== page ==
By ENOCK MUKOSHA
ACCORDING to the Bible, â€œthe head of a woman is the man.â€ (1 Corinthians 11:3; Ephesians 5:23)
But many who profess respect for the Bible feel that this principle of husbandly headship is not only outdated but also dangerous.
â€œThe doctrine that women should â€˜submit graciouslyâ€™ [to their husbands], taken to an extreme, can lead to abuse, both physical and emotional,â€ commented one couple.
Sadly, abuse of headship is widespread and rampant.
Some suggest that the Bible principle of headship has led to these brutalities. Does the Bibleâ€™s concept of headship demean women and encourage domestic violence?
Headship is not tyranny
Tyranny and domestic violence has a long history. The first act of physical violence by a human that is recorded in the Bible is described at Genesis 4:2-15. Cain, the first son of Adam and Eve, grew jealous of his brother Abel and murdered him in cold blood. How did God react?
The Bible explains that God punished Cain severely for taking the life of his brother.
The influence of demons
The Genesis account reveals that â€œsons of Godâ€ had married women and produced offspring. (Genesis 6:1-4)
The offspring, known as Nephilim, were men of extraordinary size and fame. Under the influence of their fathers, they became violent bullies.
When the flood waters rose and covered the earth, these wicked bullies perished.
But the demons that had possessed them apparently de-materialised and returned to the spirit realm.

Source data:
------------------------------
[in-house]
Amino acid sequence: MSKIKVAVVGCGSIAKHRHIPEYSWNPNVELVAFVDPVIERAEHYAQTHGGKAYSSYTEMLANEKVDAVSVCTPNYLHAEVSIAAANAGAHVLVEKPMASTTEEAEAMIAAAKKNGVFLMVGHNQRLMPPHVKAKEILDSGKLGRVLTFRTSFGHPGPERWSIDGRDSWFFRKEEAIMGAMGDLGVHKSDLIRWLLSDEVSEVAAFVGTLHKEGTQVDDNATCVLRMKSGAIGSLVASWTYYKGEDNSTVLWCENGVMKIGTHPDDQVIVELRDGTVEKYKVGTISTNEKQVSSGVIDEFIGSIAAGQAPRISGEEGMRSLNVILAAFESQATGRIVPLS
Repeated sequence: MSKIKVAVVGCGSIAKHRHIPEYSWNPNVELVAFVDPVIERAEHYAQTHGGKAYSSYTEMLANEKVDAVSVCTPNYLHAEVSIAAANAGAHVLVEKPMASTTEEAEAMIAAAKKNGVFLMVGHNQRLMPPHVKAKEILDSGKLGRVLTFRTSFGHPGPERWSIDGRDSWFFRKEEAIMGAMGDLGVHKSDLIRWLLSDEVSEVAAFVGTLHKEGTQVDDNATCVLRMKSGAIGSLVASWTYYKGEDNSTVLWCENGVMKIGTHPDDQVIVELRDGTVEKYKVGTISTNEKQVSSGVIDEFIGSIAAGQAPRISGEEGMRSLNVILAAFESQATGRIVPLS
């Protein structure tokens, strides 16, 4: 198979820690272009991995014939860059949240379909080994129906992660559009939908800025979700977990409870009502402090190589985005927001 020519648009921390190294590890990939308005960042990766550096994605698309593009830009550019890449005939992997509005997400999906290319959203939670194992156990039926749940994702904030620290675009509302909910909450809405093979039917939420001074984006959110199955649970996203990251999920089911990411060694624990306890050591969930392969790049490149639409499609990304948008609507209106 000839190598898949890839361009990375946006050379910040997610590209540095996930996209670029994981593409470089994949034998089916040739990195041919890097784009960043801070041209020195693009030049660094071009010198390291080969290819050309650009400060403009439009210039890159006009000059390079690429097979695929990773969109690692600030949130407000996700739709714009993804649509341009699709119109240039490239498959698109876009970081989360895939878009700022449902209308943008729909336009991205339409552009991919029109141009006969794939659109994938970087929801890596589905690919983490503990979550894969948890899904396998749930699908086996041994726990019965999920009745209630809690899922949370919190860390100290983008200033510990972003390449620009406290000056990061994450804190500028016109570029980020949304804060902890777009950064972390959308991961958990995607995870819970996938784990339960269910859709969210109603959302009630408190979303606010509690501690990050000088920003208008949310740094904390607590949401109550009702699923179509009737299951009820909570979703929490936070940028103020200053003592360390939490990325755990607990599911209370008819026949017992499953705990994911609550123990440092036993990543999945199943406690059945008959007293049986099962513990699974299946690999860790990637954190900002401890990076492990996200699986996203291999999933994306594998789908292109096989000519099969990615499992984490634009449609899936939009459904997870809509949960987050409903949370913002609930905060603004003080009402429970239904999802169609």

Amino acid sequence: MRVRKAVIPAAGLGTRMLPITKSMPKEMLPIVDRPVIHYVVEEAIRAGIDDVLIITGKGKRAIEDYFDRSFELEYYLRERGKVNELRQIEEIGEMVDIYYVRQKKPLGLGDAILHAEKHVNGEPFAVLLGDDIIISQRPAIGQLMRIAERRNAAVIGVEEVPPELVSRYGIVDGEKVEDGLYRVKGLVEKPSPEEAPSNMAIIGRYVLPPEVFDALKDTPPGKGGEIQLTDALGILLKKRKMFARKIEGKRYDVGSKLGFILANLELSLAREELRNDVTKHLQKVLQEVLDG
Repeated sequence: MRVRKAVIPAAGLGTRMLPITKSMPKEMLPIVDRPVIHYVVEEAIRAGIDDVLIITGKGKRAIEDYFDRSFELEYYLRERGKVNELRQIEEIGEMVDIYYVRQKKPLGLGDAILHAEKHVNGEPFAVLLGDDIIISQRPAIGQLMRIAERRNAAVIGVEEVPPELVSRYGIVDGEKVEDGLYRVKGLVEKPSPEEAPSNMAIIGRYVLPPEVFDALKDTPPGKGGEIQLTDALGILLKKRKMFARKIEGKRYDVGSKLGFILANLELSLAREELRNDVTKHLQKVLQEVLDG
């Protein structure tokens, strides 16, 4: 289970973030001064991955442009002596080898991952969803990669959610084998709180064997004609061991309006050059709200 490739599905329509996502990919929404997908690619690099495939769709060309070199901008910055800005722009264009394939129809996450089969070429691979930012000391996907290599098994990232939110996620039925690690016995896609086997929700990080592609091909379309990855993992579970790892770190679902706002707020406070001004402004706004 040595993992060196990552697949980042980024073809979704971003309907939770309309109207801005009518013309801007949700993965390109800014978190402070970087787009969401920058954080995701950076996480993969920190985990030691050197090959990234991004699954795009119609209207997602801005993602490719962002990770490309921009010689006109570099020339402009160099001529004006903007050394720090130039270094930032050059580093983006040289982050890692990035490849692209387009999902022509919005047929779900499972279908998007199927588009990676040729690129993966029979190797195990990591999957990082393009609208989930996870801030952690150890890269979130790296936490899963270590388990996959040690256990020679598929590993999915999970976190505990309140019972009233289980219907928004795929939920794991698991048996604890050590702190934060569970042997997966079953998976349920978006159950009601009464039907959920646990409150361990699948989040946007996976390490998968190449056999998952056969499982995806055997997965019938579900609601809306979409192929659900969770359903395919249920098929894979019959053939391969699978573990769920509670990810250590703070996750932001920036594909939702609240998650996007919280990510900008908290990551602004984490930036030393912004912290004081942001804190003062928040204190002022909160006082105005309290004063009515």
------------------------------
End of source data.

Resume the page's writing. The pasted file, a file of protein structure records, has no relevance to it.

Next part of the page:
The Bible makes it clear that since then, these rebel angels have exerted a strong influence on humans. (Ephesians 6:12)
Their leader, Satan, is called the original â€œmanslayer.â€ (John 8:44) Hence the violence that takes place on earth, particularly in the homes because of abuse of the principle of headship could properly be referred to as demonic or satanic.
Many today have been seduced into approving of, promoting or perpetrating acts of violence.
Also, millions of people have been enticed into enjoying entertainment that glorifies violence.
Biblical headship is a loving arrangement and is by no means synonymous with tyranny or violence towards oneâ€™s spouse.
It was disregard for divinely constituted authority that resulted in manâ€™s often brutal domination of women. (Genesis 3:16)
Since the Garden of Eden, men have frequently abused their power, viciously exploiting others, including women and children.
But wife beaters and other abusers cannot in any way use the Bible to justify their violent actions.
Headship is a fundamental arrangement that God uses to maintain universal order.
Subjection to leadership is necessary for an orderly, stable society.
Likewise, subjection to a family head is essential to building a solid, happy, peaceful family.
The lack of a husband or a father in the family does not change this fact.
In such families the mother assumes headship.
When both parents are missing, the oldest child or another relative may take on the role of head of the house.
In all cases, family members benefit when they show proper respect to the one authorised to take the lead.
The key, then, is not to reject the headship principle but, rather, to learn to exercise and view headship properly.
Jesus was never harsh, unyielding or overly demanding. He did not throw his weight around and constantly remind everyone that he was the Son of God. Rather, he was humble; lowly in heart.
Emulating Christâ€™s headship
A responsible head shows concern for his familyâ€™s physical and spiritual welfare. He puts himself out by giving appropriate time and attention to their individual and collective needs.
A wise head is also humble. When necessary, he will freely apologise although he may find it difficult to admit that he was wrong.
Humility will also motivate a family head to listen to and actively seek the opinion of his wife and children when appropriate.
When we exercise our headship well without wanton abuse, we reduce the cases of domestic violence.
The author is a Zambia Daily Mail staffer
By ENOCK MUKOSHA